Designers at Home
What happens when interior designers are their own clients: a look inside five very different, very beautiful homes.
(page 1 of 5)
Photography by Phillip Ennis
1. Customized Craftsmanship and a Finely-Tuned Collaboration
Stephen and Gail Huberman
SGH Designs Inc.
Designers Stephen and Gail Huberman in their Pound Ridge ranch. Cream lacquered side table by Lorin Marsh.
Partners in life as well as in design, Stephen and Gail Huberman have been creating high-end residential projects together for more than 30 years. So, if any couple could take a nondescript 1970s ranch in Pound Ridge and turn it into a sophisticated home with superb finishes, soaring ceilings, and custom architectural elements, it would be this dynamic duo. They're blessed with a Rolodex of master craftspeople with whom they have been working for decades, and every wall and surface in the Hubermans’ home showcases their personal creativity and love of fine craftsmanship. “It's the furniture as well as the architectual elements that complete the statement of the home," Stephen Huberman says.
Globetrotting travelers, the Hubermans allow their passion for diverse collections of original art, sculpture, wine labels, monkey memorabilia, and flea market treasures to infuse their house with character and a unique panache that reflects their life in design. “We couldn’t do this for a client because it’s taken us a lifetime to collect all of this,” Stephen admits. “In truth, we’re really ferrets.”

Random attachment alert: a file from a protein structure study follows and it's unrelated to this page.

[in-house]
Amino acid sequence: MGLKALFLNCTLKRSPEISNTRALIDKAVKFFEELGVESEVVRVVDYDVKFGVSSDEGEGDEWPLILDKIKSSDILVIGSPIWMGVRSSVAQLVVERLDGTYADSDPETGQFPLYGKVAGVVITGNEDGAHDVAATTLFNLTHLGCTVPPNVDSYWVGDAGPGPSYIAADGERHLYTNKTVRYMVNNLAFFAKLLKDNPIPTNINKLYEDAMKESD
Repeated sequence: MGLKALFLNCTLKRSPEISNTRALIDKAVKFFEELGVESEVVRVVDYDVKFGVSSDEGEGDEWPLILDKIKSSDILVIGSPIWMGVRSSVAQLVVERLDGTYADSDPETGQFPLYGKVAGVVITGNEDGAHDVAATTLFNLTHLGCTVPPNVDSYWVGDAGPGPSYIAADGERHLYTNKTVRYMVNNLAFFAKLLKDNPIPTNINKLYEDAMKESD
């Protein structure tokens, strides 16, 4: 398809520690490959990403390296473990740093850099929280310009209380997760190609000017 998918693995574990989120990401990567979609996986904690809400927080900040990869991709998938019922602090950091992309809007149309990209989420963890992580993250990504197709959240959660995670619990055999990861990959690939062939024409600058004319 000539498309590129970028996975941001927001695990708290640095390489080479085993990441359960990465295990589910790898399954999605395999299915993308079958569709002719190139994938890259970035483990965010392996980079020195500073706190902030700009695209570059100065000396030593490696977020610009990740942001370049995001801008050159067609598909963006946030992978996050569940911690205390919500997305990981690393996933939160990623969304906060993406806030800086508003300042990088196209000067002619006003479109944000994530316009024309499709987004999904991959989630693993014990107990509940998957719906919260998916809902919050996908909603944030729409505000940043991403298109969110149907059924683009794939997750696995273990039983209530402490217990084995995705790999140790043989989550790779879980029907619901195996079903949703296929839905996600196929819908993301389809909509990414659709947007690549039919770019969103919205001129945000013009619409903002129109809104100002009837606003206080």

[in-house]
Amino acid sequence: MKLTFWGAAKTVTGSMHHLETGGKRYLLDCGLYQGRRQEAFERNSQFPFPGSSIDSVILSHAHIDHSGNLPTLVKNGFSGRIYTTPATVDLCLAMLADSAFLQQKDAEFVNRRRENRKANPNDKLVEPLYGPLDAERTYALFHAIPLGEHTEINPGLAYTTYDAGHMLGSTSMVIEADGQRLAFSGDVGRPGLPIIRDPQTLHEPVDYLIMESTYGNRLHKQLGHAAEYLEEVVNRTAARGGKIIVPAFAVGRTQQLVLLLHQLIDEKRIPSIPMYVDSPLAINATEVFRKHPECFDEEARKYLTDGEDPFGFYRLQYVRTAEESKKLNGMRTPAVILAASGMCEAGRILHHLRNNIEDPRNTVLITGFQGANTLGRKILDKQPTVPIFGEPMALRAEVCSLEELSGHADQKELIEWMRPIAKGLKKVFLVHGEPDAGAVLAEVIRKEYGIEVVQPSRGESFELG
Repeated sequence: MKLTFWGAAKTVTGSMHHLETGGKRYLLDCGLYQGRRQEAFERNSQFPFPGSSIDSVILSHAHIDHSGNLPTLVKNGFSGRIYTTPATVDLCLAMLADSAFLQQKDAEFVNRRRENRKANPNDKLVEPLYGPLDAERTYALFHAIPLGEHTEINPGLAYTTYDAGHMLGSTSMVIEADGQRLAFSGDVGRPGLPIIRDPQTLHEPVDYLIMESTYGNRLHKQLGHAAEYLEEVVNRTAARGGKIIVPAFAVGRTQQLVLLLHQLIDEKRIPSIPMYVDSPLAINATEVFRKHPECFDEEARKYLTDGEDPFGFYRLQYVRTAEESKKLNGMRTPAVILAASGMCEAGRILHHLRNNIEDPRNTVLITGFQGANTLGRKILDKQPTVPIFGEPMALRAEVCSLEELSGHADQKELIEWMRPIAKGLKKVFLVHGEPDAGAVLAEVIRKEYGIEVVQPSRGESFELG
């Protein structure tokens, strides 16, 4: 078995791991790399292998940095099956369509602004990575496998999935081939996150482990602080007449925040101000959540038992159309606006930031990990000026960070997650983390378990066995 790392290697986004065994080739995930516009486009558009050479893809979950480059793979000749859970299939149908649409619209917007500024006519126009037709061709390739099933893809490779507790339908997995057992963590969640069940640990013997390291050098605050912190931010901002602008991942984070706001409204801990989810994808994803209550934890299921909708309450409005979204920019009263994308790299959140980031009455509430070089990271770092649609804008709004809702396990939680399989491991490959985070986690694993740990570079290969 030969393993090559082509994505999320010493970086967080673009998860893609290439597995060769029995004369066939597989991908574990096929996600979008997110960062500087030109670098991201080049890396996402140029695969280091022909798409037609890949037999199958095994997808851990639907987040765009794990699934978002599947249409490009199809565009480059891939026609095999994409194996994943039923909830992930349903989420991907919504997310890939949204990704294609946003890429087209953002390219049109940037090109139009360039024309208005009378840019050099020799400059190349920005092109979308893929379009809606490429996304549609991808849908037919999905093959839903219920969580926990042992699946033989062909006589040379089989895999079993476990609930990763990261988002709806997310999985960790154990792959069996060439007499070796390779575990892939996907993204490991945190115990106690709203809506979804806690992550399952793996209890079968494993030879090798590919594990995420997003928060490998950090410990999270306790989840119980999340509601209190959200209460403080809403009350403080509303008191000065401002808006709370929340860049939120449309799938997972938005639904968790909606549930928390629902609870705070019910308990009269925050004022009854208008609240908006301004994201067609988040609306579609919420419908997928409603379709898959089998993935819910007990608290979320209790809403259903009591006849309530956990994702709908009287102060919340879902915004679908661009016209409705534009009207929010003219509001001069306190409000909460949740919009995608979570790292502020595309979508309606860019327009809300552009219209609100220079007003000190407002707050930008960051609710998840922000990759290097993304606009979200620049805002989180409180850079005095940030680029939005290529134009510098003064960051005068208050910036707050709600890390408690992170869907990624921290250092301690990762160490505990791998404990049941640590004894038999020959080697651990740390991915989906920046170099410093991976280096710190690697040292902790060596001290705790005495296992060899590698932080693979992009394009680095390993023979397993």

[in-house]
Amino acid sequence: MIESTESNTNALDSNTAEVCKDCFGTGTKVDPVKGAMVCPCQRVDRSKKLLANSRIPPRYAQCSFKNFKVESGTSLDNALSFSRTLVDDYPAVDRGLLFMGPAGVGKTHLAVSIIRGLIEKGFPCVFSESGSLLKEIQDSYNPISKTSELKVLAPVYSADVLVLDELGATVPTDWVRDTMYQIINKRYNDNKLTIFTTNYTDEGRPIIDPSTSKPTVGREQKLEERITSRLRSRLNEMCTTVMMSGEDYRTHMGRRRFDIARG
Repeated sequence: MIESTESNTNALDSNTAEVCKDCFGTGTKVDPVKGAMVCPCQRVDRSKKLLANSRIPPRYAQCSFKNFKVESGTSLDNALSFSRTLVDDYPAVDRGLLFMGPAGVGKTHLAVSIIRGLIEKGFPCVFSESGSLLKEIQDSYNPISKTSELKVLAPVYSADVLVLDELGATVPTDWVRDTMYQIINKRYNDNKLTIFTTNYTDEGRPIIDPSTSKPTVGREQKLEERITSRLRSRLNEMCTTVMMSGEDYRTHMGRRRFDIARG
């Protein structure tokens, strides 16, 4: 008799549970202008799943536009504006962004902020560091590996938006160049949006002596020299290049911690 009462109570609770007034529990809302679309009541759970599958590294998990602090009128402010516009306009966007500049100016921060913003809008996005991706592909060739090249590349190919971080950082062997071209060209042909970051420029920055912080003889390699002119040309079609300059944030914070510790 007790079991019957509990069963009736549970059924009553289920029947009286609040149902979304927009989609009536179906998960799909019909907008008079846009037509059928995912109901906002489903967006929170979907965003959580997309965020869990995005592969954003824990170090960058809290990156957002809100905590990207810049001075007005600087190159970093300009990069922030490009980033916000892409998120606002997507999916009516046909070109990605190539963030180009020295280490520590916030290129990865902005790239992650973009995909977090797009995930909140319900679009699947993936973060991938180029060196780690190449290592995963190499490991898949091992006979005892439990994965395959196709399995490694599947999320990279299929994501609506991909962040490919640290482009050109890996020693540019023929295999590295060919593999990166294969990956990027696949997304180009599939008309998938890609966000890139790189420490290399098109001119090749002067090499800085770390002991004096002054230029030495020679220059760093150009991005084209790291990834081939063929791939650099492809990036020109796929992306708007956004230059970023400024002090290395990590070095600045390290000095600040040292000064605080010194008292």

|A 1920s art deco chair in a wild tiger print in a sitting room off the master bedroom; the woven leather rug is by Stark. Painting of nude by French artist Jeanne Lorioz; sculpture by Damián Gironés. Taupe silk walls. Custom stainless-steel mesh fireplace surround.|
|Custom console near window features a new limestone top on an old iron gate fragment turned upside down and welded to an iron Parsons table. Floral arrangement was created by the Hubermans’ daughter, a florist. Antique lamps are from John Rosselli Antiques. The lacquered bench was created by the designers and covered in cowhide.|
The homeowners designed the custom mantle and shelving. The iron chandelier was specially made for the room. The French Gothic-style trefoil mirror above the mantle may have begun life as a church window. Glass candlesticks are from Bungalow in Westport, CT; antique rock crystal spheres were flea market finds.
|A sepia monkey-themed mural on canvas by artist Kaye Lowinger continues the outdoor theme of the sky-blue barrel ceiling with trellis effect in the breakfast room. French iron scrollwork chairs accompany a wooden trestle table for casual meals. Checkerboard pattern on floor showcases decorative paint, stain, and stenciling.|
|Dining room wallpaper is corrugated cardboard painted to match the living room, then lacquered. To create the tray ceiling, the designers broke through the original low ceiling into the home’s attic space and added molding and trim. Custom obelisk étagères were modified by the designers to sit atop a storage unit. The signed print is by California artist Garth Benton.|